The change of season led to the first recorded water level increase of the Zambezi River since June this year. Heavy rains throughout the night of 29 November caused even the small and seasonal rivers - that had been dry for nearly seven months - to flow for the first time again.
When these smaller streams flow, the fresh rainwater which leads into the Zambezi River brings with it all sorts of particles and seeds. Along with this, a hive of activity is created where the rich water mixes with the main river influencing fishing in a positive way. The new flow of food attracts a lot of fish species such as yellow-bellied bream, barbel and tigerfish.
Although fishing has been good throughout November, one late afternoon yielded a special catch. Some fishing enthusiasts tried a spot right next to the rapid that faces Toka Leya's bar. A few casts later a long fight ensued and after a while a massive 3kg tigerfish was pulled out of the water. Considered Africa's equivalent to South America's piranha, they are famous for their ferocity, and one certainly feels that when they strike the hook!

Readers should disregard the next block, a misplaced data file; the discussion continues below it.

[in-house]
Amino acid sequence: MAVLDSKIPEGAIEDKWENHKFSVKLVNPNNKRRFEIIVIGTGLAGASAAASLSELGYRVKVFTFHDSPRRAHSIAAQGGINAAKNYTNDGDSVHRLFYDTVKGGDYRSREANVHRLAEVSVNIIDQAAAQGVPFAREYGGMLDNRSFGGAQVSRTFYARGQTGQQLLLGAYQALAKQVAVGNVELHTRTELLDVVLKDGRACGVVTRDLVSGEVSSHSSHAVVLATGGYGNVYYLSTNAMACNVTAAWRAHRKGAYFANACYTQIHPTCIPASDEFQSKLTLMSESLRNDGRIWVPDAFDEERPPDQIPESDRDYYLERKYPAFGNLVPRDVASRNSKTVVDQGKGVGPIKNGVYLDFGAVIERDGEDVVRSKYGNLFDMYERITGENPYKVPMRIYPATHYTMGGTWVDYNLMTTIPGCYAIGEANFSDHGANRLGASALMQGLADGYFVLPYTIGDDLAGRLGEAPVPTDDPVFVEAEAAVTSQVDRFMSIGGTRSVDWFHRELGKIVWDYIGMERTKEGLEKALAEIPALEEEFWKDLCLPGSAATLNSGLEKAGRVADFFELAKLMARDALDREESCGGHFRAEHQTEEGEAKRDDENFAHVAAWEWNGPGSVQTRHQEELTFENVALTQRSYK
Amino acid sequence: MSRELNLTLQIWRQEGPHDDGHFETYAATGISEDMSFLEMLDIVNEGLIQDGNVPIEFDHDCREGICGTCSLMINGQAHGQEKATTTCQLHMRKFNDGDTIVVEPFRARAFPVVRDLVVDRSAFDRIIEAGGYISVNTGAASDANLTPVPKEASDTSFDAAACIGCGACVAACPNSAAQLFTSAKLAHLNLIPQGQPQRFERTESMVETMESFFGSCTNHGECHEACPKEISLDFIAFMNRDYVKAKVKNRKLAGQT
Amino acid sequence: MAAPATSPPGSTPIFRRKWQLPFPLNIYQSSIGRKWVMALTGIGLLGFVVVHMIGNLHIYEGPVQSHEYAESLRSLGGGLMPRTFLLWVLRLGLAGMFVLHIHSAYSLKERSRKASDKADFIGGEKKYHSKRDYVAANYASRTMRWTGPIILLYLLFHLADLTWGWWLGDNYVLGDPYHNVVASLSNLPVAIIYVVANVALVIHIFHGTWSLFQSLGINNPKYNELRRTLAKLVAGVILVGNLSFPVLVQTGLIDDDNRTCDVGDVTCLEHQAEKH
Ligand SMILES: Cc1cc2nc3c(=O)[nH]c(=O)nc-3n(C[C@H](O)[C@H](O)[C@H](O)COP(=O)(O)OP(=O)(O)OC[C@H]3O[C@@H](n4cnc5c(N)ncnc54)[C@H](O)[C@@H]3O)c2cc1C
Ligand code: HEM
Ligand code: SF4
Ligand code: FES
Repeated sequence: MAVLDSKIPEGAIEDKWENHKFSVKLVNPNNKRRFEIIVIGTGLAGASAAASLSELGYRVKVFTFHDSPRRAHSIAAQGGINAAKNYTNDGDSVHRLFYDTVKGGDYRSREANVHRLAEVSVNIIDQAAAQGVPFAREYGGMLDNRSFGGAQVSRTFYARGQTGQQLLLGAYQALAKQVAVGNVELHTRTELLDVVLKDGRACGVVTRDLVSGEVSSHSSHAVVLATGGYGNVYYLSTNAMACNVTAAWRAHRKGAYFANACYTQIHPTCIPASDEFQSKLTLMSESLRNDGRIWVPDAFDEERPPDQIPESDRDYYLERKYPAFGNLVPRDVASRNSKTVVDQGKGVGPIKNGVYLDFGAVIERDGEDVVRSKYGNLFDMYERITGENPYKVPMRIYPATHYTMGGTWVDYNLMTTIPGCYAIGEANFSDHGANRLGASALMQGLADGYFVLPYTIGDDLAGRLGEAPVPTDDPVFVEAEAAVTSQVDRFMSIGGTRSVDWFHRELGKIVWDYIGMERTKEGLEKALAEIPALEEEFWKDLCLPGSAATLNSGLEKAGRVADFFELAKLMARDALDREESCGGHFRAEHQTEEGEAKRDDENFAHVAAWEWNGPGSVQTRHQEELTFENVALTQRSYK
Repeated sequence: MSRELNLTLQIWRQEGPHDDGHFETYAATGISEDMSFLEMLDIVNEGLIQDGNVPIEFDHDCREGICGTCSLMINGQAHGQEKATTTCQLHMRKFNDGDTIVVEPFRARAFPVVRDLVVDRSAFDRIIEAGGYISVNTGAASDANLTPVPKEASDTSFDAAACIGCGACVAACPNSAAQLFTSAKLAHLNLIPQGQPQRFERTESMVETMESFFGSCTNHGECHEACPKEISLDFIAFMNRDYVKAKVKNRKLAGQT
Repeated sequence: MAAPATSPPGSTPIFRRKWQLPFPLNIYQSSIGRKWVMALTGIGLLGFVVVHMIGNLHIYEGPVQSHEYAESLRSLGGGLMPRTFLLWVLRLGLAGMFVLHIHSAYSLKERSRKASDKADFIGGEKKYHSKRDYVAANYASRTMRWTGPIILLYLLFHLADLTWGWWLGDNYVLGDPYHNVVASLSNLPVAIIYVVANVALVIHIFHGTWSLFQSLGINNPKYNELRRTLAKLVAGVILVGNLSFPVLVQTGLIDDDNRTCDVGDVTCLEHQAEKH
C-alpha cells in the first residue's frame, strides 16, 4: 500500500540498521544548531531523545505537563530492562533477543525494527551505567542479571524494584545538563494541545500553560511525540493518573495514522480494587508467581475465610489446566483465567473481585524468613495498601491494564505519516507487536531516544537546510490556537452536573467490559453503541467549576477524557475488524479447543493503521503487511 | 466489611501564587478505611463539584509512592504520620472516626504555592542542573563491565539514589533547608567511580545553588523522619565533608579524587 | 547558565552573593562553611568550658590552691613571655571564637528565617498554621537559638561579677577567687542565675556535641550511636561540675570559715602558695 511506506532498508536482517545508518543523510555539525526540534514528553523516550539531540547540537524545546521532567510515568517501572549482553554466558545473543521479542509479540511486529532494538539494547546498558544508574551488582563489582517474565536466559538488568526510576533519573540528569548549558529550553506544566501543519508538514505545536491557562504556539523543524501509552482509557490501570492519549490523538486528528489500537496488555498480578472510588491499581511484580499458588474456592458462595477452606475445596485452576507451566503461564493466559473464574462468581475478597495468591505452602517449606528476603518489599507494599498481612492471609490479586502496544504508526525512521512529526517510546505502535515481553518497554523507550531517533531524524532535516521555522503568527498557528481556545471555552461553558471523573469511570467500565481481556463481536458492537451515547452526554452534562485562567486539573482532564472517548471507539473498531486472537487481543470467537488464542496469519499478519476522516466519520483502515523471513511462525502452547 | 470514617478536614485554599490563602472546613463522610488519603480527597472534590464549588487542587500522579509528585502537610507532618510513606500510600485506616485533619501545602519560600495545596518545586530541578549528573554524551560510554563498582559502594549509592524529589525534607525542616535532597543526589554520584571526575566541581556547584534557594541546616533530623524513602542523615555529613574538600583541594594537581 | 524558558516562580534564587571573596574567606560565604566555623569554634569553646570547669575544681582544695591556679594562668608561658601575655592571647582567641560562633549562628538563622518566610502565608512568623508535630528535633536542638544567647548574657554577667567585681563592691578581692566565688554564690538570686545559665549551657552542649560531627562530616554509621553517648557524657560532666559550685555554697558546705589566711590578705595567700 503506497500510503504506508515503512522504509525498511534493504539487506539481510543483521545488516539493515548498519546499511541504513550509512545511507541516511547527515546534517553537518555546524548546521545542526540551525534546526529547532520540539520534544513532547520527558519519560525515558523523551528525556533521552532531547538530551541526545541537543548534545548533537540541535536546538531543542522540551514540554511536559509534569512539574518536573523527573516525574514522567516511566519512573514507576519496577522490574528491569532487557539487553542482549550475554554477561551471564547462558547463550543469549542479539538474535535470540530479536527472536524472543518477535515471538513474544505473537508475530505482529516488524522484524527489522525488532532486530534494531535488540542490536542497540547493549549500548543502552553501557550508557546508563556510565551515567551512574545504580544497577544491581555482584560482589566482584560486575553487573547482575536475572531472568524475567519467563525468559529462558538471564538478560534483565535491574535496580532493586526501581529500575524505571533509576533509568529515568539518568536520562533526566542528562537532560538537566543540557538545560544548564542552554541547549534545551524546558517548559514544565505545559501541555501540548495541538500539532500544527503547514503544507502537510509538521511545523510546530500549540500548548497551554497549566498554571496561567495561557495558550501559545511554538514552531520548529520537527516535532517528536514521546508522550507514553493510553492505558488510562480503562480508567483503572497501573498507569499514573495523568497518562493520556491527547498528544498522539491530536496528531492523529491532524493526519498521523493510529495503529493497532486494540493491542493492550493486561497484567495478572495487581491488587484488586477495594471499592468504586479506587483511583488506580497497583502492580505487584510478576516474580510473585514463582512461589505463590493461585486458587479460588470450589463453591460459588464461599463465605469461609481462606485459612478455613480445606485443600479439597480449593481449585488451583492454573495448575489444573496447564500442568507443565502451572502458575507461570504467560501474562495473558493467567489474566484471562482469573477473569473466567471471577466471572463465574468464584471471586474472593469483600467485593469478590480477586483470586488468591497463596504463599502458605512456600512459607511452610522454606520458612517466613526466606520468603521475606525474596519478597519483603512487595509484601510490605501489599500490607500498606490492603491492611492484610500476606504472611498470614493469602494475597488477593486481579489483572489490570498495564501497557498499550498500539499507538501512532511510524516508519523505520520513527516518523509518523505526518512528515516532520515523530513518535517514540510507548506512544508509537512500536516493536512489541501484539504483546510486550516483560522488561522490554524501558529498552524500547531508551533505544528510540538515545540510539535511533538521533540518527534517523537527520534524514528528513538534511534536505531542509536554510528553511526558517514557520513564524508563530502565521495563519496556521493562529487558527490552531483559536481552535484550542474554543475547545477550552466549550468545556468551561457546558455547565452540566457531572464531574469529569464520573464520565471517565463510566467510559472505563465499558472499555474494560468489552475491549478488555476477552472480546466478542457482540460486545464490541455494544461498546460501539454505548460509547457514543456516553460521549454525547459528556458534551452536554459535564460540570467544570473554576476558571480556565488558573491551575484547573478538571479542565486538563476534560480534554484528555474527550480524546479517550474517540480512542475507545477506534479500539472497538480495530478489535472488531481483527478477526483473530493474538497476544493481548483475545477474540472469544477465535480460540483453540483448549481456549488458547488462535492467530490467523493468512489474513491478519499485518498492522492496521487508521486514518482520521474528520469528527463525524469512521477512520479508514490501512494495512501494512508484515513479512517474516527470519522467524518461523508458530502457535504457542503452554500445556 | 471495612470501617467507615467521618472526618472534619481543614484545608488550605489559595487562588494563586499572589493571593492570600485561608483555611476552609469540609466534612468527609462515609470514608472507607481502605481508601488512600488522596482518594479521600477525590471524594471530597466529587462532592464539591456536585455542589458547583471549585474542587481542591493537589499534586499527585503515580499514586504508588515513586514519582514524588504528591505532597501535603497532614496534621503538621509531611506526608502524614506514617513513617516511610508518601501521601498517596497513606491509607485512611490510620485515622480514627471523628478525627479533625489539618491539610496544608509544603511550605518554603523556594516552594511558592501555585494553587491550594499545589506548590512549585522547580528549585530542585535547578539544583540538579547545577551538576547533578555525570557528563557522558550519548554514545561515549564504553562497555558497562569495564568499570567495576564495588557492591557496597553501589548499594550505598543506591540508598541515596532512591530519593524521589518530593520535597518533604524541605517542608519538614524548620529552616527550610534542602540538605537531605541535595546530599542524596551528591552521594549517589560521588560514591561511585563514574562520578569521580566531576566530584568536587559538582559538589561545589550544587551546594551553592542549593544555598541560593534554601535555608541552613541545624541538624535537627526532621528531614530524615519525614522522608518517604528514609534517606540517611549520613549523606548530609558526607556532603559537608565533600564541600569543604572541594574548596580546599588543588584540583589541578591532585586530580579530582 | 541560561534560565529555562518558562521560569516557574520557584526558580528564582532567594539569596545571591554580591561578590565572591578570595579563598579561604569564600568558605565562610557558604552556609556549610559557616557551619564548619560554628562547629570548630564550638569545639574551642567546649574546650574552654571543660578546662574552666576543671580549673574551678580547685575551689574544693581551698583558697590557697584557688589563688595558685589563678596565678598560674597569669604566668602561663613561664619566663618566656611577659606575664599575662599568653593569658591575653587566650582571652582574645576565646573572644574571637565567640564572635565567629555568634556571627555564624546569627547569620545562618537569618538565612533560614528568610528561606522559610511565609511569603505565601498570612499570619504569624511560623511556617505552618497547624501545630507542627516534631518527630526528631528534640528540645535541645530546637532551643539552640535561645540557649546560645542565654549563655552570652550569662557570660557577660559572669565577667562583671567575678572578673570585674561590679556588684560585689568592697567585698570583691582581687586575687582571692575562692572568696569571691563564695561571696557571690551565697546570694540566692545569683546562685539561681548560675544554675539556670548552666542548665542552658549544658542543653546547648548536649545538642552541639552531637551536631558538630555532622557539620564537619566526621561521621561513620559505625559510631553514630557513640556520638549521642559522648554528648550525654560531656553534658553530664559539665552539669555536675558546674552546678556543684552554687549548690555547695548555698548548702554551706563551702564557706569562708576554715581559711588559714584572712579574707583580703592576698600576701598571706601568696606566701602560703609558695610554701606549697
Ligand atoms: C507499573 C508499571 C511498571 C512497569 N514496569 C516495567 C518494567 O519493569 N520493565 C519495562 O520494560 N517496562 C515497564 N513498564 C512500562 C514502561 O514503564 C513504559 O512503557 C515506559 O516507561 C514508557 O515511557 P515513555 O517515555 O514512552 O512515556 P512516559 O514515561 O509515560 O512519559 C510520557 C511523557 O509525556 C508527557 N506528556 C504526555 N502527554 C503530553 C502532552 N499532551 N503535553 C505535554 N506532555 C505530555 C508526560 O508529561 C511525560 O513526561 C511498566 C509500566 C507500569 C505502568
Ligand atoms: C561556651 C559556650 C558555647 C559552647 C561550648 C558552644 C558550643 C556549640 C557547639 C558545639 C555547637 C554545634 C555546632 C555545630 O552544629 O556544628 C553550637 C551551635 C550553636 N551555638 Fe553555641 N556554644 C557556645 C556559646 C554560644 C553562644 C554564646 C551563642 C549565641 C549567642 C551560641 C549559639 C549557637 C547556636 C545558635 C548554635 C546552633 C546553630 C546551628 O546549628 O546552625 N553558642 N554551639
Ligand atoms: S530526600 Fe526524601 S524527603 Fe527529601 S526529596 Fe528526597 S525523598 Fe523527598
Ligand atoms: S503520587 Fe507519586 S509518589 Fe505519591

Various animals were spotted in and around camp in November. The group of five rhino visited Toka Leya several times and herds of elephant and buffalo were also seen. Hippo, crocodile, impala, baboon and great numbers of vervet monkeys were seen from within camp during the month.
Although we still had good numbers of elephant around Toka leya, it is at this time of the year that they will start migrating to drier and higher grounds. They tend to head towards Botswana and we usually only see them again in June.
In contrast to the larger mammals, other species are more easily spotted at this time of year. Reptiles such as the African rock python and the olive grass snake have been recorded several times this month. While snakes usually deter people, these two species are fascinating to observe.